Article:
Preaching to fellow Jesuits can always be a challenge, especially when the Gospel reading begins, “Jesus said to his disciples: ‘If the world hates you, realize that it hated me first . . . ‘” I did just that today, and received some good feedback. And though the intended audience was primarily Jesuits, other friends were also interested in what I came up with. There are insights here that I think both Jesuits and non-jesuits can appreciate it. So, here it is:
Shortly after the election of Pope Francis, columnist George Weigel wrote in The National Review:
“The first Jesuit pope? [in bold, with a question mark] Well, yes, in a manner of speaking. Bergoglio is an old-school Jesuit, formed by classic Ignatian spirituality and deeply committed to an intelligent, sophisticated appropriation and proclamation of the full symphony of Catholic truth—qualities not notable for their prevalence among members of the Society of Jesus in the early 21st century.”
Not a wholly unexpected observation from Weigel who is not known for being shy in expressing his lack of affection for the Society of Jesus. He and others are well-known for making broad, sweeping statements about the perceived failings of most Jesuits today. We might ask: Why do they hate us? I once elicited a response from Richard John Neuhaus on this very question when I accused him of mischaracterizing the Society in a similar way. His response was almost literally: “I don’t hate Jesuits. Some of my best friends are Jesuits.”
We often don’t ask, “Why do they hate us?” Instead, we wear it is a badge of honor. Insisting, in the spirit of today’s Gospel, that it must be an indication that we are doing something right. And, rather than lament the fact that some are so easily inclined to criticize us so, we point to such persecution as an example of getting what we prayed for in the Spiritual Exercises. Though we might find some justification for this, perhaps we might hesitate to be too self-congratulatory.
I have made something of a hobby analyzing the various forms of “hate” leveled at the Society. In the case of most of those who are generous and far too quick with their criticism, I think relatively few of them can truly be characterized as “hating” us, even perhaps George Weigel. Strangely enough, many of them even claim a great love for the Society, but they love an idealized, romanticized version of the Society that likely never existed. And since they rightly recognize that we are not that Society, they will be perpetually unsatisfied. Yet, still I think we do well to listen to what they have to say. Indeed, hasn’t George Weigel described the new Pope in precisely the way we would hope to describe ourselves, as men “formed by classic Ignatian spirituality and deeply committed to an intelligent, sophisticated appropriation and proclamation of the full symphony of Catholic truth.” It seems to me that this is far more prevalent than he recognizes, but also indeed an ideal that we sometimes fail to live up to. We might wonder instead: Why is it that he and others fail to see this? I have many theories, but I won’t ply you with them now.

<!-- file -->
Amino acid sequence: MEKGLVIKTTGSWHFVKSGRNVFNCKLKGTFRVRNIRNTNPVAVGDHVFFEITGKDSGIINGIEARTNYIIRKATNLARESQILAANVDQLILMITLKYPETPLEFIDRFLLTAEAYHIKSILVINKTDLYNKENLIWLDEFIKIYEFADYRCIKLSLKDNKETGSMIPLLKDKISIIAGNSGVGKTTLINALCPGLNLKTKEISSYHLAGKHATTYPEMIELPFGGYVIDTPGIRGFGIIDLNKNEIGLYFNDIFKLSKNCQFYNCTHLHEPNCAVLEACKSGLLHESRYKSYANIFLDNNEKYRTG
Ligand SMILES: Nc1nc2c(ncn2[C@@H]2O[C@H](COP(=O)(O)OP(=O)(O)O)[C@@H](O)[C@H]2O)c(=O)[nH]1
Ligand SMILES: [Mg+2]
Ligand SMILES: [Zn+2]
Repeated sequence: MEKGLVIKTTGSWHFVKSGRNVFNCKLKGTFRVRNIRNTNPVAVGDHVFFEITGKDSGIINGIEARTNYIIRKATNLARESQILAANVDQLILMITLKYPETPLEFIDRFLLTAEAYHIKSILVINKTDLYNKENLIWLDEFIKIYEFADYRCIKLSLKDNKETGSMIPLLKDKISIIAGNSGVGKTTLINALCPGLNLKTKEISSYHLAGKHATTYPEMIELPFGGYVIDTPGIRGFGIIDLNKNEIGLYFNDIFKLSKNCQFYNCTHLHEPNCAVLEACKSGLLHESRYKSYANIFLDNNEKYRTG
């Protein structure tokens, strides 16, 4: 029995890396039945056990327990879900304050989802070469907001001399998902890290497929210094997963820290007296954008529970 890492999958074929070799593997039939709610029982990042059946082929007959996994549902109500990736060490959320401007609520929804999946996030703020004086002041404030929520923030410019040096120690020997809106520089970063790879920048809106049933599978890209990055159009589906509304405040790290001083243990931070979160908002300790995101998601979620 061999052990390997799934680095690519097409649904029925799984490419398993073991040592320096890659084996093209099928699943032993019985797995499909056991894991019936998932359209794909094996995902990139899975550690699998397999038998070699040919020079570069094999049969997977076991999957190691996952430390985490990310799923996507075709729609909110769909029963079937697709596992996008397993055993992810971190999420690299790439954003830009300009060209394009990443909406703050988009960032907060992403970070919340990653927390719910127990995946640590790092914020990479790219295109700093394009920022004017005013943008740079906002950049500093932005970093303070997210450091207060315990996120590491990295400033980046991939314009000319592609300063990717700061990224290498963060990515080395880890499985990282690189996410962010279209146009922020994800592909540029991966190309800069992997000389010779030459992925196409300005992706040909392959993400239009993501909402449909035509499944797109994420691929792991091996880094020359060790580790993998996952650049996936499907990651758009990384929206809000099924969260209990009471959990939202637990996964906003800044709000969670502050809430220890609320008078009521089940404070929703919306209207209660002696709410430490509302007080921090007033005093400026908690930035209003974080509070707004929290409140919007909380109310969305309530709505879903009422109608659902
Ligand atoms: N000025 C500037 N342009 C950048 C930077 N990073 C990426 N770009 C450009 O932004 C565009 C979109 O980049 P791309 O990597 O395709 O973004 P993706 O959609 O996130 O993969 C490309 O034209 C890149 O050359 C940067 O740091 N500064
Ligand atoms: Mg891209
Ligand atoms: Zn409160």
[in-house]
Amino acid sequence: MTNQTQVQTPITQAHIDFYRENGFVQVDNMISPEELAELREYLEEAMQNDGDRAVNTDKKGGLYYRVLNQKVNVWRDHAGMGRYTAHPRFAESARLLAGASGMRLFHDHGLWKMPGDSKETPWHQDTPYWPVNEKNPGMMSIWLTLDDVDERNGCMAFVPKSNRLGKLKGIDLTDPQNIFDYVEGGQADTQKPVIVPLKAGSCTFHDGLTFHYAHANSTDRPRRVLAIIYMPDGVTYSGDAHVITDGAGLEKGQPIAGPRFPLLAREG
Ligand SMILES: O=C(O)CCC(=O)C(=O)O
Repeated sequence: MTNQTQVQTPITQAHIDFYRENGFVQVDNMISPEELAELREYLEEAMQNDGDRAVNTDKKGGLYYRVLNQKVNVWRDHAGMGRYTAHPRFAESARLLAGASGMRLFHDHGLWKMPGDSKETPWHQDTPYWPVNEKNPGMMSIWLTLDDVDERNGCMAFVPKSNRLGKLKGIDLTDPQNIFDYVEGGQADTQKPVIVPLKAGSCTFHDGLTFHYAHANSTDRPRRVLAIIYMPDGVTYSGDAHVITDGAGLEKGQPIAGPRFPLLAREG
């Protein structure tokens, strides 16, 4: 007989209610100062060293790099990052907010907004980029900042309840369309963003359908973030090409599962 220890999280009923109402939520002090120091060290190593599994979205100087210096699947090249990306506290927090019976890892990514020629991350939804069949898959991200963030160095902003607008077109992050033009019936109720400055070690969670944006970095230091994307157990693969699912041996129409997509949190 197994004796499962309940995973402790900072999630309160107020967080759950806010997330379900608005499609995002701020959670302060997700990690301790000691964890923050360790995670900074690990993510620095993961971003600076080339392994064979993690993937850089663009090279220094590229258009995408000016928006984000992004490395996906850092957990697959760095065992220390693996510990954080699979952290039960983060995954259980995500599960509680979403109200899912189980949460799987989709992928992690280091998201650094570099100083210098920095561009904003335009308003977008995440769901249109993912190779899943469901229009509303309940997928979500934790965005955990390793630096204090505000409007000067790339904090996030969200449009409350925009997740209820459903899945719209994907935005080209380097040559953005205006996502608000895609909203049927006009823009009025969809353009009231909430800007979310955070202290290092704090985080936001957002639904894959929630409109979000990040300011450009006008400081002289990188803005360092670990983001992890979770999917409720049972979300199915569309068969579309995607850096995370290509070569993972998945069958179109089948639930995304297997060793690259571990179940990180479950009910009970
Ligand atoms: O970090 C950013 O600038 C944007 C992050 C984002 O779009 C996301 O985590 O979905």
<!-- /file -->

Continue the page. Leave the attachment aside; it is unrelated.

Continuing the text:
But the strange truth, I have found, is that those who heap praise upon us are just as likely not to see who we really are. They, too, often imagine us to be something we are not. So, we might, with equal vigor and introspection ask the question: “Why do they love us?” And we may be equally displeased with the answer.
As we mull all these things over, Jesus invites us in the Gospel to consider a further question: If people do in fact hate us, do they hate us for the right reasons? Do they hate us for the same reason that people hated Jesus? Do they hate us because we are like Jesus? This is the deeper reality to which any response to our critics—whether they love or hate us—must penetrate. After all, the Spiritual Exercises invite us to pray for persecution not so that we can engage in lively debate or because we are masochistic, but because we want to be like Christ, “to desire and choose poverty with Christ poor rather than wealth; contempt with Christ laden with it rather than honors, and to be regarded as a useless fool for Christ, who before me was regarded as such, rather than a wise and prudent person in this world.” If we can discover that this is, at least in part, why people hate us, then we can rejoice that we are not greater than our master.